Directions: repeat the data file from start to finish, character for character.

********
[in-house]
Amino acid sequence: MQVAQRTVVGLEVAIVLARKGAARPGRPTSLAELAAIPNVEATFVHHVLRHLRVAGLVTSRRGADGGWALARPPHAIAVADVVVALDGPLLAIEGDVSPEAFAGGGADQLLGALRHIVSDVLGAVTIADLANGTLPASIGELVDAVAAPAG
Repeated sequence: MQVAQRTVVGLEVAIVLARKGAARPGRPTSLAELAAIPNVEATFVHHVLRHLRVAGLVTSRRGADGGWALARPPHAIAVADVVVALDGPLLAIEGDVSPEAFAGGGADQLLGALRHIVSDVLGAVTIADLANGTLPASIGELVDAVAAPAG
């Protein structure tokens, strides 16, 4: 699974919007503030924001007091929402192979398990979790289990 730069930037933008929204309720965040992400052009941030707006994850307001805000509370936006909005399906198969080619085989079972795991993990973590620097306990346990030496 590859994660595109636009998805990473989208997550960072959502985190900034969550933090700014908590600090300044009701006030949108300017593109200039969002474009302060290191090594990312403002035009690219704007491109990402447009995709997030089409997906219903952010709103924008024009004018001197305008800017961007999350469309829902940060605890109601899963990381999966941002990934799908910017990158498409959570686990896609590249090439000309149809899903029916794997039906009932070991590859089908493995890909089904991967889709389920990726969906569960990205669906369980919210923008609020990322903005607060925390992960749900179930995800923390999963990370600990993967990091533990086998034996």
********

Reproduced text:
[in-house]
Amino acid sequence: MQVAQRTVVGLEVAIVLARKGAARPGRPTSLAELAAIPNVEATFVHHVLRHLRVAGLVTSRRGADGGWALARPPHAIAVADVVVALDGPLLAIEGDVSPEAFAGGGADQLLGALRHIVSDVLGAVTIADLANGTLPASIGELVDAVAAPAG
Repeated sequence: MQVAQRTVVGLEVAIVLARKGAARPGRPTSLAELAAIPNVEATFVHHVLRHLRVAGLVTSRRGADGGWALARPPHAIAVADVVVALDGPLLAIEGDVSPEAFAGGGADQLLGALRHIVSDVLGAVTIADLANGTLPASIGELVDAVAAPAG
């Protein structure tokens, strides 16, 4: 699974919007503030924001007091929402192979398990979790289990 730069930037933008929204309720965040992400052009941030707006994850307001805000509370936006909005399906198969080619085989079972795991993990973590620097306990346990030496 590859994660595109636009998805990473989208997550960072959502985190900034969550933090700014908590600090300044009701006030949108300017593109200039969002474009302060290191090594990312403002035009690219704007491109990402447009995709997030089409997906219903952010709103924008024009004018001197305008800017961007999350469309829902940060605890109601899963990381999966941002990934799908910017990158498409959570686990896609590249090439000309149809899903029916794997039906009932070991590859089908493995890909089904991967889709389920990726969906569960990205669906369980919210923008609020990322903005607060925390992960749900179930995800923390999963990370600990993967990091533990086998034996």